To Be Who I Am

January 2, 2012

By H.

Who am I?

Because of a deeply guarded secret that I only recently came to terms with myself, I had never been able to define who I am.

Let me tell you a little bit about me. I am a 20-something-year-old male who grew up  in the affluent part of Amman. My parents are loving, kind hearted individuals who work tirelessly to provide for their children. Both my parents are Muslim. They are not particularly observant Muslims; they drink and serve alcohol at dinner parties, my mother is not veiled, and they scantily pray. But, as most families in our society do, we observe Ramadan and live by a rather strict set of morals.

Generally speaking, I have the freedom to do just about anything I want. I don’t have a curfew, have been given a Mercedes to drive and a credit card to use, one with a rather substantial limit, and as does just about everyone I know in my social circle, I study abroad. The only “rules” I have to live by are the following:

  1. Do well at school, and make your parents proud,
  2. Don’t break any laws,
  3. Never do drugs,
  4. Don’t sleep around,
  5. And, don’t excessively over-spend.

So, what is the big deal? What secret am I holding? Why am I being a drama–queen?

For the Jordanians reading this, the answer is quite simple; I am gay.

By this point, I expect that many will have stopped reading, and others will have become instantly revolted by my confession.

So, like I said; what is the big deal? I’m obviously living a charming life, and my parents are evidently open-minded and will have no problem accepting me for who I am. This is where you go wrong. I live in a very homophobic world. One in which, if I were to come out, I could potentially be killed, and where my killer would be hailed a hero who rid our just and righteous society of what obviously was the devil’s spawn.

I first became confused about my orientation when my friends first discovered porn. By the time I was in the 8th grade, I had known deep, deep down that I was gay. But I desperately didn’t want to be. I didn’t fit the profile. I’m not flashy, or camp or feminine. I love my guy best friends, like brothers, I play FIFA, listen to Kanye West and Usher, and have never ever found Madonna or Britney songs appealing or entertaining. So, I took to the Internet. I had my own laptop, and had taken the privacy and trust my parents had given me for granted. I was uninformed and thought that I could “cure” myself of my homosexuality. I would dedicate an hour a day trying to find places online that cured homosexuality, and tried to plan my life according to treatment courses. Since none were to be found in Amman, I had decided that my first few months of college would be spent trying to rid myself of this horrible curse. This went on for months on end. Until one day, I come home from school to find my mother waiting for me in my room. She had checked my browser history and confronted me by asking me why I had visited these sites, and demanded to know what I had to say for myself. I immediately froze, as she screamed, “you cant be gay because there is no such thing as being gay – these people are spoiled and will all go to hell and burn for all eternity”, “are you telling me you decided to be gay?”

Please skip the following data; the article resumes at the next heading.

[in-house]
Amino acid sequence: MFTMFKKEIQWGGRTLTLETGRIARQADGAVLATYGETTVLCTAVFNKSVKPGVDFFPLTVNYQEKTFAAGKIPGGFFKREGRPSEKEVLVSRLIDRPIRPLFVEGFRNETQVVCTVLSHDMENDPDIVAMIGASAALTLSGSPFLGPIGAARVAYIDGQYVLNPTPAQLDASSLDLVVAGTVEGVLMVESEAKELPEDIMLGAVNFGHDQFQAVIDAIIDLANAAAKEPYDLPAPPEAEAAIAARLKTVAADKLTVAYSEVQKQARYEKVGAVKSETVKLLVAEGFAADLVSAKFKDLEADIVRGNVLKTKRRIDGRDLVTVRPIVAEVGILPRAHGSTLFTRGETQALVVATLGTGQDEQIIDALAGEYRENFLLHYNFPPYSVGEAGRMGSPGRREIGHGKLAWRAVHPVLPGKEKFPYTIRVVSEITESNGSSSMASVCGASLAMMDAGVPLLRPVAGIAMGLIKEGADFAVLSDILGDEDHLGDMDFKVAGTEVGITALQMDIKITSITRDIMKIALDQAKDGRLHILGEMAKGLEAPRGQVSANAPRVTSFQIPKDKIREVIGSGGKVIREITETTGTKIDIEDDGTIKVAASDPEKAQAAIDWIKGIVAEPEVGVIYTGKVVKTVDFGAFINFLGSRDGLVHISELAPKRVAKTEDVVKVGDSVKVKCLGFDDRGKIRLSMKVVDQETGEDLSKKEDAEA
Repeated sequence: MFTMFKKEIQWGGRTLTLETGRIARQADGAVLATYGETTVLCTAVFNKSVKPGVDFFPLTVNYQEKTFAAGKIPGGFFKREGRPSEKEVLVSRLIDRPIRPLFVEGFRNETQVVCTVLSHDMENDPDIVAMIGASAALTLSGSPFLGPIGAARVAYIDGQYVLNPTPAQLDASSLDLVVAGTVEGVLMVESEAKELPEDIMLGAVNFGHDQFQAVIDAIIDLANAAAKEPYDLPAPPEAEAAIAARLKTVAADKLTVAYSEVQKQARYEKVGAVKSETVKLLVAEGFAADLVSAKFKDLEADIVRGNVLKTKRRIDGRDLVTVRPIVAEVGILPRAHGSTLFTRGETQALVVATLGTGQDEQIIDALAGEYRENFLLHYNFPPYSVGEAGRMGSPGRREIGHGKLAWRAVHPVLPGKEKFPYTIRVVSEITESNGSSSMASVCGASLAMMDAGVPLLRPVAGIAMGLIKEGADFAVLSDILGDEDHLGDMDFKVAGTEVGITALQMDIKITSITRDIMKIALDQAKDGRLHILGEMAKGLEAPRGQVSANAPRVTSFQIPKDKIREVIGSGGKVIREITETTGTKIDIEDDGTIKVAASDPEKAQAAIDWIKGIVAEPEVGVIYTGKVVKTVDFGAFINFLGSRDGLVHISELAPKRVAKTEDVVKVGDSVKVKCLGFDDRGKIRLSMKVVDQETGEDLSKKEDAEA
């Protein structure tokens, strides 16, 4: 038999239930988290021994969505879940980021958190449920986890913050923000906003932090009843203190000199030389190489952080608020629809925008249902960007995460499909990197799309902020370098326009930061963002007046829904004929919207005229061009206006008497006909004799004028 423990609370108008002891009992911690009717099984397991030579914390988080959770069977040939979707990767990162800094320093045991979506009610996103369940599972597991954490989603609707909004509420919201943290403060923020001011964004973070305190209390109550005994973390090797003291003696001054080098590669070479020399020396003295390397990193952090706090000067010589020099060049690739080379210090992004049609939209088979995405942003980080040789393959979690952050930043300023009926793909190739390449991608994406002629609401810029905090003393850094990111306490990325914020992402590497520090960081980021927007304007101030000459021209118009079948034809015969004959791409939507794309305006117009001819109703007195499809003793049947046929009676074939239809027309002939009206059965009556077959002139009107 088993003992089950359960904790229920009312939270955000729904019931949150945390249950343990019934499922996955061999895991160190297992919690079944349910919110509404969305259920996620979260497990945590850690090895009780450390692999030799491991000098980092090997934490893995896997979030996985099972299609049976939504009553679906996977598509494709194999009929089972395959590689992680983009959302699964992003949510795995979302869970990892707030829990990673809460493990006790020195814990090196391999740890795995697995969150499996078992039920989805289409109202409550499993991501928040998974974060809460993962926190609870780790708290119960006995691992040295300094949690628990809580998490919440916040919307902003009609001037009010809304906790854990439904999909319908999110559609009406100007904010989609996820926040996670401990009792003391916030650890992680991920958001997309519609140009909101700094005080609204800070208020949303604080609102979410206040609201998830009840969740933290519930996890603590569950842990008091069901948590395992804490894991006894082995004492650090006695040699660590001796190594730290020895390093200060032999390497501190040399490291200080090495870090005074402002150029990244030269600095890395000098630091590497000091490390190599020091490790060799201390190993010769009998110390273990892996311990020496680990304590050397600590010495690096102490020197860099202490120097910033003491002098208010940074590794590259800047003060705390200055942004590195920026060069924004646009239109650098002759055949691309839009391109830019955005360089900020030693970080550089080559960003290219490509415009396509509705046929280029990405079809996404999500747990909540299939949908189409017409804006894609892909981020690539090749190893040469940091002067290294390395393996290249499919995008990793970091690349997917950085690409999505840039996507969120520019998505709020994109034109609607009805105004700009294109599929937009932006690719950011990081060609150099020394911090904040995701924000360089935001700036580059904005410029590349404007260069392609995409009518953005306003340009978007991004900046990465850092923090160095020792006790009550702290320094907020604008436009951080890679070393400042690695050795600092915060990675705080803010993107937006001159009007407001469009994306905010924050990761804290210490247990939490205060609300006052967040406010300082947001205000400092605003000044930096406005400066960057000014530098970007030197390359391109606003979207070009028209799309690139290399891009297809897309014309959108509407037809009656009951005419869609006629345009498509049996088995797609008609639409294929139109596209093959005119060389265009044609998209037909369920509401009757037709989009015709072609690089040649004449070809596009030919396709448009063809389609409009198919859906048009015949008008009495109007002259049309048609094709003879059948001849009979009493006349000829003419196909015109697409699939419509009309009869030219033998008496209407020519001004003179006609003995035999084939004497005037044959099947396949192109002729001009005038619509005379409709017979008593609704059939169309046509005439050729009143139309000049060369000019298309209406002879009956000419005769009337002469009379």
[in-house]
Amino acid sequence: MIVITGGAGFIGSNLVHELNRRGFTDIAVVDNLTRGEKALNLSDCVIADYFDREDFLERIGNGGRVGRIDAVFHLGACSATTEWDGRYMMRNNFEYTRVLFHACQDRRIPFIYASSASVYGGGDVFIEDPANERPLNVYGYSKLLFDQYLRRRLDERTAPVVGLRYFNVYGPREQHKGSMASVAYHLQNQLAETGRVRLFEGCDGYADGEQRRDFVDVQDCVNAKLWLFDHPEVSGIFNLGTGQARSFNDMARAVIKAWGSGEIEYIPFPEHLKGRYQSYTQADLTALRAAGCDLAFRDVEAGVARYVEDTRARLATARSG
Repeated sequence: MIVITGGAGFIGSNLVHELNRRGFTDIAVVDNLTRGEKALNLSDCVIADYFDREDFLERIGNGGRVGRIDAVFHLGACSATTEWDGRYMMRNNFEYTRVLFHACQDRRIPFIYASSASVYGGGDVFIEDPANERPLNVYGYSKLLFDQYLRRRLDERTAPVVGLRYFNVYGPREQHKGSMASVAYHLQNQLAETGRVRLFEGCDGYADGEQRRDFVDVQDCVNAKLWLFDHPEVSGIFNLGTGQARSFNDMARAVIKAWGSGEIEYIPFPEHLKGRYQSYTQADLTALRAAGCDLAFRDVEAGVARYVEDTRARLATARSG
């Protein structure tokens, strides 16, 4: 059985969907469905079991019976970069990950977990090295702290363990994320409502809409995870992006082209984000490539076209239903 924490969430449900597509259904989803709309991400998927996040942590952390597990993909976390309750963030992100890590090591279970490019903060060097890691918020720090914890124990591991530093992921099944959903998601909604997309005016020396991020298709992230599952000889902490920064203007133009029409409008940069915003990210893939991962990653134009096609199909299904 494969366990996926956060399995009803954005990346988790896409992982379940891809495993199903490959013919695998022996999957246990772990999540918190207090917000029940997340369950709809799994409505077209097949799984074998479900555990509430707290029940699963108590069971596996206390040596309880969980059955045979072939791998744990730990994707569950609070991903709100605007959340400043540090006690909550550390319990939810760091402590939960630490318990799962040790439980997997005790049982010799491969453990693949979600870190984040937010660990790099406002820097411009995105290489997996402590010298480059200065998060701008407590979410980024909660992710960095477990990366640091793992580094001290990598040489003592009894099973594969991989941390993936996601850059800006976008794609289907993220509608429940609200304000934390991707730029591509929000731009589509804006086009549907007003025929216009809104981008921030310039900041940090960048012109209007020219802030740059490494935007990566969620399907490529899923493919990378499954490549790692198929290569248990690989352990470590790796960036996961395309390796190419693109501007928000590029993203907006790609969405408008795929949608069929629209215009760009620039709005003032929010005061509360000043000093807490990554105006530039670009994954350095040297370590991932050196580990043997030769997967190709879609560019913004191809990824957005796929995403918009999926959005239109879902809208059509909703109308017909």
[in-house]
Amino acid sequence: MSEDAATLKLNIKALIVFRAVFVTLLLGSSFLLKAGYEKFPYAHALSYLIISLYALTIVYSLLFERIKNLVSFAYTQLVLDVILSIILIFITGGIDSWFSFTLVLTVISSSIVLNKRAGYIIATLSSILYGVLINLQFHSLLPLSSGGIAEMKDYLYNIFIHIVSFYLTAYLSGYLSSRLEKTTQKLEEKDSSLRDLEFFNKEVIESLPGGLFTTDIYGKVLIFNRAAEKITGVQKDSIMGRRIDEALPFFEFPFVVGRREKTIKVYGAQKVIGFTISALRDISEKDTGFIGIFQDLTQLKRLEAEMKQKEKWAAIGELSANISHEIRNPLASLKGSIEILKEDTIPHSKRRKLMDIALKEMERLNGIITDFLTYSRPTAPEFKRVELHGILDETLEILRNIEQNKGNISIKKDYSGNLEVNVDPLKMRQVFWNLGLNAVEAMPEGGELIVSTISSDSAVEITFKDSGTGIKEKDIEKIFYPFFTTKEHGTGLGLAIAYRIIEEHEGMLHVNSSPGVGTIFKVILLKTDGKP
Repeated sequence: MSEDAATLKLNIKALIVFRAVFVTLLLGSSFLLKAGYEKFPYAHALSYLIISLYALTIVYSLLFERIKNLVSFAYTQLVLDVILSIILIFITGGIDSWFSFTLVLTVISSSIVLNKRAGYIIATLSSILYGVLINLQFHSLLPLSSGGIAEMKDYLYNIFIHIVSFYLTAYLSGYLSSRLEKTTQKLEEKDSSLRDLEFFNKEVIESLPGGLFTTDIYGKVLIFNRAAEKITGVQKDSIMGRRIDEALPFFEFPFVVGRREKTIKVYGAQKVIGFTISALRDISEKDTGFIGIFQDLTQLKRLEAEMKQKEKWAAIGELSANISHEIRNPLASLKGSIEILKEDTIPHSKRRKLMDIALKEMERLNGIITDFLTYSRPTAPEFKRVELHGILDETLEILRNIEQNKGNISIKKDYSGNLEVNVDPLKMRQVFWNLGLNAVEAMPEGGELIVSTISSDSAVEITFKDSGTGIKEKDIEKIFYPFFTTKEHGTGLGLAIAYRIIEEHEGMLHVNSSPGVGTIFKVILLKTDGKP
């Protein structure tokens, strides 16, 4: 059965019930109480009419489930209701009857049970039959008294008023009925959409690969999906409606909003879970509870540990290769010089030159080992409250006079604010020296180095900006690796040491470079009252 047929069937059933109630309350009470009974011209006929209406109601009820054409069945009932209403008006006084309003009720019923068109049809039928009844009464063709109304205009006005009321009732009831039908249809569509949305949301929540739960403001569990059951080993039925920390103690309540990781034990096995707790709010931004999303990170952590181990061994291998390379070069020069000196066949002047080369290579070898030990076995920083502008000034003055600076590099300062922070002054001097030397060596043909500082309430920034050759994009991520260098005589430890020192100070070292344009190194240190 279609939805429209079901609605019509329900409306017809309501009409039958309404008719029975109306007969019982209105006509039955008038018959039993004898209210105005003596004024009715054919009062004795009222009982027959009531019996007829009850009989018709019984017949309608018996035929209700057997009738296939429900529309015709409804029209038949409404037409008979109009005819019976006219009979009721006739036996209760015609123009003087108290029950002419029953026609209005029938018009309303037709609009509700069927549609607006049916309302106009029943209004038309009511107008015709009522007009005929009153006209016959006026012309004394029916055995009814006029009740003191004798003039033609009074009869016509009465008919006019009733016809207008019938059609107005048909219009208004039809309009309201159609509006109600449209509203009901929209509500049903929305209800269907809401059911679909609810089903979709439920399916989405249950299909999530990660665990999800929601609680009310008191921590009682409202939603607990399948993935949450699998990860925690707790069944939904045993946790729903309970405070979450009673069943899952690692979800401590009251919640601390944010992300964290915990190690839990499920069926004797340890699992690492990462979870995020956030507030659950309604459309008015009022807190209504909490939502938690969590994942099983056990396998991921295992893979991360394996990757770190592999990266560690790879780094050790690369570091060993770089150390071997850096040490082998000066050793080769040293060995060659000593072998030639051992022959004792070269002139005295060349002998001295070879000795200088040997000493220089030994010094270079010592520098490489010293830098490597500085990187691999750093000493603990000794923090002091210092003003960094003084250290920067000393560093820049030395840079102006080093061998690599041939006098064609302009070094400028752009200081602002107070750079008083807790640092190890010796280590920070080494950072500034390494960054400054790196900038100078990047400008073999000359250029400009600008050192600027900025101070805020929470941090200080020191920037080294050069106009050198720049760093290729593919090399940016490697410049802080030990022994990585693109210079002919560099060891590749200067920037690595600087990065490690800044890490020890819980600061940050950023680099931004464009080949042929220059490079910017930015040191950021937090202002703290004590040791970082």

After all her screaming, I told her I was definitely not, and that I though gays were ill and disgusting. She then proceeded to ask me why I had opened these sites, and I told her that a friend from school had sent them to me by email. She asked for a name, and I gave her one as asked (from that day forward, I was banned from seeing, talking or even looking at my friend who I had said had sent me these websites). The following day, I had thought that everything had passed, when my father asked me to join him in his study. This was quite frightening, since I had known my father to be a very serious man, and if he asked to speak with someone in private, whether it be a business partner, employee or an older sibling, it would usually end in screams and, in the case of employees, it would usually end in them being fired.

As I entered his study, he started to scold me about what I had done. Never will I forget this conversation, it plays in my head every now and then, it goes something like this:

Father: No son of mine is gay.
Me: Yes, that’s right, because I’m not!
Father: Good. Because if you were, you would leave my house, never to return.
Me: Uh – huh
Father: Do you know why? Because I cant have a “gay” live under the same roof as your siblings. I do not want them poisoned from a perverted piece of sh*t.
Me: Yes of course, I completely agree, I told you, X sent me these sites! I am not gay! And I am so, so sorry to have disappointed you.
Father: Good. Now get out. Go to your room – study.

That was the day I decided to remain closeted forever.

However, as time goes by, it becomes harder and harder for me to keep this secret. I have so far only come out to one dear, dear friend, who has since stood by me.

For the longest time, I assumed that my parents would help find me a decent girl to wed; we would share a good life together and have a few children. But no, not anymore. I have my own dreams to fulfill now; I want to be happy in life. I want to be able to share my successes and failures with a person I truly love. Which is why I have finally decided, that I will not eventually return to a place I had always called home, Amman, I will instead lead a productive fulfilling life with a partner I choose, I will no longer pity myself and accept that things just are, I will enjoy my life. All the while, having some awesome friends by my side.

Dr Seuss says, “Be who you are and say what you feel, because those who mind don’t matter, and those who matter don’t mind.”

How I wish his words were true.